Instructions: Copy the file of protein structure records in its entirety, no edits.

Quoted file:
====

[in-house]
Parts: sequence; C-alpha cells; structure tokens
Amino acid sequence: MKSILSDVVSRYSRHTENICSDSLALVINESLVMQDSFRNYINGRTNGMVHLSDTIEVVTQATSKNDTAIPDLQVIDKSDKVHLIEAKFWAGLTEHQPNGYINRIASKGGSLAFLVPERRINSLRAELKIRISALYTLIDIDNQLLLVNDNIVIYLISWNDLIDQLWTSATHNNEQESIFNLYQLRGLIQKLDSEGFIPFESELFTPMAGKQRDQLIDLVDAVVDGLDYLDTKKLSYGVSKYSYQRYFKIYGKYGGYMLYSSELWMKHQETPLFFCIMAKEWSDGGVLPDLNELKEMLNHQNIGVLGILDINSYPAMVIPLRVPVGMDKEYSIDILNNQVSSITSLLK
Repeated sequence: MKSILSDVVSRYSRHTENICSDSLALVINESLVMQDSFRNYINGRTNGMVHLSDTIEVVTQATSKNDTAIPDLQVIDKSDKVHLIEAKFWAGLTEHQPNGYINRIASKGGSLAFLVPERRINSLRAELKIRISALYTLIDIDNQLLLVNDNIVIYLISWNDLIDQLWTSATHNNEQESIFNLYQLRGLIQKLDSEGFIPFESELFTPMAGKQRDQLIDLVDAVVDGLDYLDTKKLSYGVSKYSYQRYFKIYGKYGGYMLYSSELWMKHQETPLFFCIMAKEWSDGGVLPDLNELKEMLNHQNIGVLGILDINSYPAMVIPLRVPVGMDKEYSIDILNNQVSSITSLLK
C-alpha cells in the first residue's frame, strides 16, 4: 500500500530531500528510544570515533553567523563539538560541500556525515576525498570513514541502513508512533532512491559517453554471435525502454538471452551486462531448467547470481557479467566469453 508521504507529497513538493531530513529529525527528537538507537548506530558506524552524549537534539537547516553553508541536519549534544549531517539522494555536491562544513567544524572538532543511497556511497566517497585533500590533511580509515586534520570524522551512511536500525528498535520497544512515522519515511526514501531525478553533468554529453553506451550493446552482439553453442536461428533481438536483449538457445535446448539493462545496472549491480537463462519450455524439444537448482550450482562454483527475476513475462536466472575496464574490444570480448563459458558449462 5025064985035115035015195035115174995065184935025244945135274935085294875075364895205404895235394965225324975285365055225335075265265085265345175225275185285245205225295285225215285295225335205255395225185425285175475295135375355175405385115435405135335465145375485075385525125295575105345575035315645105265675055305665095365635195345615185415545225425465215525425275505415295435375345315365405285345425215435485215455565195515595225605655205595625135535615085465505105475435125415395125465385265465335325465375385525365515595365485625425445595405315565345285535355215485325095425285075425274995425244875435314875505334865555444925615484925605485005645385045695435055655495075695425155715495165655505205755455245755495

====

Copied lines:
[in-house]
Parts: sequence; C-alpha cells; structure tokens
Amino acid sequence: MKSILSDVVSRYSRHTENICSDSLALVINESLVMQDSFRNYINGRTNGMVHLSDTIEVVTQATSKNDTAIPDLQVIDKSDKVHLIEAKFWAGLTEHQPNGYINRIASKGGSLAFLVPERRINSLRAELKIRISALYTLIDIDNQLLLVNDNIVIYLISWNDLIDQLWTSATHNNEQESIFNLYQLRGLIQKLDSEGFIPFESELFTPMAGKQRDQLIDLVDAVVDGLDYLDTKKLSYGVSKYSYQRYFKIYGKYGGYMLYSSELWMKHQETPLFFCIMAKEWSDGGVLPDLNELKEMLNHQNIGVLGILDINSYPAMVIPLRVPVGMDKEYSIDILNNQVSSITSLLK
Repeated sequence: MKSILSDVVSRYSRHTENICSDSLALVINESLVMQDSFRNYINGRTNGMVHLSDTIEVVTQATSKNDTAIPDLQVIDKSDKVHLIEAKFWAGLTEHQPNGYINRIASKGGSLAFLVPERRINSLRAELKIRISALYTLIDIDNQLLLVNDNIVIYLISWNDLIDQLWTSATHNNEQESIFNLYQLRGLIQKLDSEGFIPFESELFTPMAGKQRDQLIDLVDAVVDGLDYLDTKKLSYGVSKYSYQRYFKIYGKYGGYMLYSSELWMKHQETPLFFCIMAKEWSDGGVLPDLNELKEMLNHQNIGVLGILDINSYPAMVIPLRVPVGMDKEYSIDILNNQVSSITSLLK
C-alpha cells in the first residue's frame, strides 16, 4: 500500500530531500528510544570515533553567523563539538560541500556525515576525498570513514541502513508512533532512491559517453554471435525502454538471452551486462531448467547470481557479467566469453 508521504507529497513538493531530513529529525527528537538507537548506530558506524552524549537534539537547516553553508541536519549534544549531517539522494555536491562544513567544524572538532543511497556511497566517497585533500590533511580509515586534520570524522551512511536500525528498535520497544512515522519515511526514501531525478553533468554529453553506451550493446552482439553453442536461428533481438536483449538457445535446448539493462545496472549491480537463462519450455524439444537448482550450482562454483527475476513475462536466472575496464574490444570480448563459458558449462 5025064985035115035015195035115174995065184935025244945135274935085294875075364895205404895235394965225324975285365055225335075265265085265345175225275185285245205225295285225215285295225335205255395225185425285175475295135375355175405385115435405135335465145375485075385525125295575105345575035315645105265675055305665095365635195345615185415545225425465215525425275505415295435375345315365405285345425215435485215455565195515595225605655205595625135535615085465505105475435125415395125465385265465335325465375385525365515595365485625425445595405315565345285535355215485325095425285075425274995425244875435314875505334865555444925615484925605485005645385045695435055655495075695425155715495165655505205755455245755495